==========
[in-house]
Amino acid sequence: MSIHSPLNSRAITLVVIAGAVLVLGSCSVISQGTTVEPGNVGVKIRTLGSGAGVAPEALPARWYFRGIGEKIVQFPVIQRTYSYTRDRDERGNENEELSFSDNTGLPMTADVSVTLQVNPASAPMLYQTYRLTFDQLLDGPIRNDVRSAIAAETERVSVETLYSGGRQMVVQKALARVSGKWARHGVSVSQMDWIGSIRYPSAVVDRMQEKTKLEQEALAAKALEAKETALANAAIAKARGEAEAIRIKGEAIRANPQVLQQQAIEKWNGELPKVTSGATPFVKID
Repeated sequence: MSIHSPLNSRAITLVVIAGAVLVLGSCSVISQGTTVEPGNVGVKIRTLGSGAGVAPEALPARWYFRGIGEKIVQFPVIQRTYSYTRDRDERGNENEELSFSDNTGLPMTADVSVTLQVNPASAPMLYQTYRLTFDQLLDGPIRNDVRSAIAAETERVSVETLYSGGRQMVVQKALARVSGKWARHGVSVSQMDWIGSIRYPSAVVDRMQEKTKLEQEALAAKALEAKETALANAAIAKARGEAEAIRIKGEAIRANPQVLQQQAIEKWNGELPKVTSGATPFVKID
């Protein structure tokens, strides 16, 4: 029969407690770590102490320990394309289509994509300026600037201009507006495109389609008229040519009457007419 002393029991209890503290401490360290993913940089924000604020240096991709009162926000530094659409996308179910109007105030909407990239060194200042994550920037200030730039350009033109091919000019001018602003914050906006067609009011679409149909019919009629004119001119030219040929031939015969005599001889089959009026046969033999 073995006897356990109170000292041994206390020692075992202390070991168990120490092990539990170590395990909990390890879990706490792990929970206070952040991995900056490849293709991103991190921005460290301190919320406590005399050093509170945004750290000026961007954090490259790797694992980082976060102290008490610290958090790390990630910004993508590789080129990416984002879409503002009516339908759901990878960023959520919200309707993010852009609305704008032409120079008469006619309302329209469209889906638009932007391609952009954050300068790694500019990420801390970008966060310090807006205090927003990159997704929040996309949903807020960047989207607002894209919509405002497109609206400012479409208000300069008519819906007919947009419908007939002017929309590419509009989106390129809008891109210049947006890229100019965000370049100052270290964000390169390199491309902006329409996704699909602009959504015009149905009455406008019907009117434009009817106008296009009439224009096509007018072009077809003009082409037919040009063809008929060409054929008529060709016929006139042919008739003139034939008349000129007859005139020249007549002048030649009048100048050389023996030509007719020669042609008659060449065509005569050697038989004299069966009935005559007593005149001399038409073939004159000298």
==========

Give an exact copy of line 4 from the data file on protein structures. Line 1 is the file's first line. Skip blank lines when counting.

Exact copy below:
């Protein structure tokens, strides 16, 4: 029969407690770590102490320990394309289509994509300026600037201009507006495109389609008229040519009457007419 002393029991209890503290401490360290993913940089924000604020240096991709009162926000530094659409996308179910109007105030909407990239060194200042994550920037200030730039350009033109091919000019001018602003914050906006067609009011679409149909019919009629004119001119030219040929031939015969005599001889089959009026046969033999 073995006897356990109170000292041994206390020692075992202390070991168990120490092990539990170590395990909990390890879990706490792990929970206070952040991995900056490849293709991103991190921005460290301190919320406590005399050093509170945004750290000026961007954090490259790797694992980082976060102290008490610290958090790390990630910004993508590789080129990416984002879409503002009516339908759901990878960023959520919200309707993010852009609305704008032409120079008469006619309302329209469209889906638009932007391609952009954050300068790694500019990420801390970008966060310090807006205090927003990159997704929040996309949903807020960047989207607002894209919509405002497109609206400012479409208000300069008519819906007919947009419908007939002017929309590419509009989106390129809008891109210049947006890229100019965000370049100052270290964000390169390199491309902006329409996704699909602009959504015009149905009455406008019907009117434009009817106008296009009439224009096509007018072009077809003009082409037919040009063809008929060409054929008529060709016929006139042919008739003139034939008349000129007859005139020249007549002048030649009048100048050389023996030509007719020669042609008659060449065509005569050697038989004299069966009935005559007593005149001399038409073939004159000298």